Watch the birds: To have consistent success finding shallow-water reds and trout, a pattern is needed. Winter low tides have flats — areas often exposed or with skinny water — awaiting the incoming tide. Wading birds that eat the same things fish do, such as worms, shrimp, crabs and small baitfish, will precede the arrival of reds eager to enjoy the same smorgasbord. These birds are often concentrated in one area. This is where the most food is and also where the fish will arrive. As the water depth increases, look for tails or nervous water. Water surfaces that are different from surrounding water indicate fish beginning to move and feed.
Technique: When a large brown tail appears waving slowly, it means a redfish has his snoot in the soft bottom getting food, causing his body to be almost vertical. This is the time to cast. A 7- or 8-weight fly rod with floating line should have a tapered leader at least 9 feet in length. Accuracy is needed to cast almost on the fish's nose small dark crab patterns with a weed guard and bead chain eyes attached to a 20-pound tippet. When the tail goes down, the fish is horizontal. The fly should be moved a few inches. A violent strike should be your reward.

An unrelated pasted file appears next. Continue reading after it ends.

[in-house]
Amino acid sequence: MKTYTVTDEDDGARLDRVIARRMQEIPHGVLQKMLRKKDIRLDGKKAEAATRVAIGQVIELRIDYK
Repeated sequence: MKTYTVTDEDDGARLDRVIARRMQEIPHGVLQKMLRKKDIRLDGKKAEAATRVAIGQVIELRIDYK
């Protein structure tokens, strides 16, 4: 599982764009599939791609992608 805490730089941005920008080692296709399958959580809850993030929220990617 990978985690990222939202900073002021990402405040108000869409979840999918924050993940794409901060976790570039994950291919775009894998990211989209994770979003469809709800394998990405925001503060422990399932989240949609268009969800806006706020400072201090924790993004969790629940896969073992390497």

Pro's pointers: As the water deepens with the incoming tide, fish will not show well. A reliable technique for finding them is to look for sand holes. Grass flats will have areas that look bare, varying from a few feet in diameter to larger. They indicate water that is deeper and a frequent ambush point taken up by reds and large trout. Change to a baitfish fly pattern, such as a chartreuse-white or brown-orange closer or deceiver. Cast enough times to cover the sand hole carefully.
Fly fisherman Pat Damico charters in St. Petersburg and can be reached at captpat.com or (727) 504-8649.